Prenuptial agreement: British ruling interferes with marriage.

Prenuptial agreement of German heiress Katrin Radmacher was upheld by Britain's high court. But why?

Sang Tan/AP
German heiress Katrin Radmacher (center) listens as her lawyer Simon Bruce talks to the media after Britain's Supreme Court in London ruled in her favor Oct. 20 and gave new validity to prenuptial agreements in England.

The UK Supreme Court's ruling on prenuptial agreements should get us thinking about the entire nature of the marriage contract – and whether the state should be involved in marriage at all.

By a decisive majority of 8-1, the Court dismissed an appeal brought by Nicolas Granatino, the former husband of German heiress Katrin Radmacher, seeking a much bigger share of her multi-million-pound fortune. This prenuptial agreement was fair, ruled the Court. And that suggests in turn that prenuptial agreements now have some weight in English law, and must be considered – even though they will be considered on a case-by-case basis.

So here's the deal. We have laws about contracts. You can't just sign a contract and expect it to stick: it has to be regarded as fair. Contracts have to be voluntary, so if the courts reckon that one party has been more or less forced into one, or duped into one, it is voided. That seems quite reasonable to me.

Marriage, though, is a strange sort of contract. It implies all kinds of commitments – 'all my worldly goods I thee endow' sort of stuff – plus implications for state benefits, tax and suchlike. As such it conflicts with prenups, and arguably overrides them. Or, after the Court's ruling, does it?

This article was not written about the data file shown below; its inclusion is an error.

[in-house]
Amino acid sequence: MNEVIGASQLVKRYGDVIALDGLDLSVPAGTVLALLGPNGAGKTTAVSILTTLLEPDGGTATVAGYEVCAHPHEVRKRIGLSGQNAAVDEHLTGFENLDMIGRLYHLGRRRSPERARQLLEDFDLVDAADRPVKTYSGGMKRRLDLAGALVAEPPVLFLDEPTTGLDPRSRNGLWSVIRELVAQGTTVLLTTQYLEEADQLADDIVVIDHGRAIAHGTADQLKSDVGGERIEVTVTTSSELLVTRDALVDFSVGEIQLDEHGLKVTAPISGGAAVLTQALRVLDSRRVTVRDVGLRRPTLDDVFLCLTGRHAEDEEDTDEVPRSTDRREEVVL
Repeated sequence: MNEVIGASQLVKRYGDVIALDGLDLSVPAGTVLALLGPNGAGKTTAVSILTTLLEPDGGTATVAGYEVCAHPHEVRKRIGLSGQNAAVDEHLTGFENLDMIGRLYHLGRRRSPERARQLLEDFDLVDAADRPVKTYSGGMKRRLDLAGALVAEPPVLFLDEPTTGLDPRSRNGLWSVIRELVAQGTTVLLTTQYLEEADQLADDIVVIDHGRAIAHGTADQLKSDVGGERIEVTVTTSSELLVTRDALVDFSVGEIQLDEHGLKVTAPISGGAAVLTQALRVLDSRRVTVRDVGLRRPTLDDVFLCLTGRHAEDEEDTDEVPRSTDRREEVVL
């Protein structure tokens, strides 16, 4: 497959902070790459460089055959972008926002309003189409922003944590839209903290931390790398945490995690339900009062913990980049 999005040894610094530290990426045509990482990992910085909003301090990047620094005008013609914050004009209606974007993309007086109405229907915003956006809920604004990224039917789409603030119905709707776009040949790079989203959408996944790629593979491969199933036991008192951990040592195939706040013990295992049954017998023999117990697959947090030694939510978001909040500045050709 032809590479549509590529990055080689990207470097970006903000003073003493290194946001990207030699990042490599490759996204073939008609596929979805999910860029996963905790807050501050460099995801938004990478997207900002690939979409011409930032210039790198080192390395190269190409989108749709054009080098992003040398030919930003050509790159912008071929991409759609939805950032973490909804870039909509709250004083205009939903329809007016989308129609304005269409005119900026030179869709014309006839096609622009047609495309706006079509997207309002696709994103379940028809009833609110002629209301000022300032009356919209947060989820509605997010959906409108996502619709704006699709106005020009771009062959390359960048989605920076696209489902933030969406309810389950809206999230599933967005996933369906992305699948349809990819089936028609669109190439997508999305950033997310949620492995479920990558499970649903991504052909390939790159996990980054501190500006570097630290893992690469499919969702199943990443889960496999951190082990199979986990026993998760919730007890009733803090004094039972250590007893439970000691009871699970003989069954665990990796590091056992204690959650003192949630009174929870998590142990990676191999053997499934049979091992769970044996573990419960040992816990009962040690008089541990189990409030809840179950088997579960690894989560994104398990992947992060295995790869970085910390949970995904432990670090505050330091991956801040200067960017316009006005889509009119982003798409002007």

For my part, I can't see what marriage has to do with the state. If people want to enter into a life contract, and that contract is reckoned to be fair – not signed under duress, not unreasonable to the weaker party, and suchlike – then they should be able to. The only role of the state is to enforce the agreement, as it would with any reasonable agreement.

It may be that the state could insist on certain minimum criteria in order for people to qualify for certain benefits or tax allowances. I have no problem with that. Being a bit of a statist, I wouldn't even mind if the government drew up a checklist of agreements that people could use as a template for their life partnership, accepting or rejecting each checkbox as they together deemed fit. The same conditions would be available to same-sex and different-sex couples alike. If you wanted to get married in a religious ceremony, though, your Church might require you checked a certain minimum set of agreements.

So that's it. The state might insist on certain contractual conditions, your religion might insist on others. Apart from that, your marriage agreement should be up to you. You wouldn't need prenups any more because your marriage contract would be literally that – a binding contract. Isn't that fair?

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